One week is in the books here. I've started working occasionally with the services division of ELWA. The plan was to start late this week, early next week and have the current interim director show me how things function here. Steve has been here for a couple months and was planning on staying through the end of May (he was also here through most of the 70's 80's and 90's).
Those plans changed though when Steve's wife Carol woke up Sunday morning with eye problems. They both left for Abidjan, Ivory Coast Sunday afternoon, then onto the US to have doctors reattach her retina. Carol won't be able to travel for 3+ months so Steve's return is uncertain. I'll be working with the ELWA staff to try to get up to speed now.
I went with a couple of the Liberian services guys to the hardware store on Tuesday. We needed some electrical supplies to make a few modifications in our house. On the way back we stopped along the roadside to buy a bag of cement so I could secure a rebar cage around an outdoor AC unit. While we were waiting for a receipt I walked over to a young Liberian boy (about a year old) and said hi to him. The boy SCREAMED and leaped towards some older children while giving me a terrified look. Every time I looked at him he would grasp for one of the other children. I found out later that Liberian mothers often threaten their children with "if you don't do this/that the white man will come eat/get you".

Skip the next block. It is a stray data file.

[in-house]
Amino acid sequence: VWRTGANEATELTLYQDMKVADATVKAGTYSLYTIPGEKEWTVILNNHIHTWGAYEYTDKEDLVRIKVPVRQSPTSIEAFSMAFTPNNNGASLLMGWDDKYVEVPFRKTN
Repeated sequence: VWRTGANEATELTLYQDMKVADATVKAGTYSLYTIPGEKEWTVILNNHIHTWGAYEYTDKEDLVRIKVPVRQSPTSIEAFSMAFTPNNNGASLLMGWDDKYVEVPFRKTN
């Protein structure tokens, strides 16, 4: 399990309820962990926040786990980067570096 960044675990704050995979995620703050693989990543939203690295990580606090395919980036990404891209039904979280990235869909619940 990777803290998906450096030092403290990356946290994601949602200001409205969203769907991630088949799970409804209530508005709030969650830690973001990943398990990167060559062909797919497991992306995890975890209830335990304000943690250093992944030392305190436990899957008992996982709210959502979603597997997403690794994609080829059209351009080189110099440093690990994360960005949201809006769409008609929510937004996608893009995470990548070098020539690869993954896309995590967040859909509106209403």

Here's a picture of our water filter. It is a plastic bucket with a sediment filter, that then drains down through an iodine filter into the lower bucket. ELWA's water is actually pretty clean. They had it tested and it came back cleaner than the local bottled water. I'm not sure if that means our water is good or the bottled water is that bad. Some of the missionaries here drink it straight from the tap but we've been using our filter system so far.
We brought over a weather station from the states. So far the temperature has been in the upper 80's/low 90's with humidity between 60 and 99%
On the way to the downtown area of Monrovia you pass the University of Liberia. There are always lots of classes outside under the trees.
We stopped at a very modern aluminum window manufacturer to get a quote on new windows for our house.
Here is a less modern approach to construction. As they typically do in many areas around the world, they are using sticks for falsework to hold up their concrete forms for the next floor.
Some nice looking Cat equipment being sold along the road. It is surprising to see this big equipment when laborers can be hired for $90/month.
Here's another very new and modern building. It is part daycare and part apartments.
Across the road from ELWA is Rock Hill. Men, women and children work breaking large rocks into gravel.
Christopher and Kobe are getting used to the heat. They braved some time playing basketball on the court next to our neighbor's house.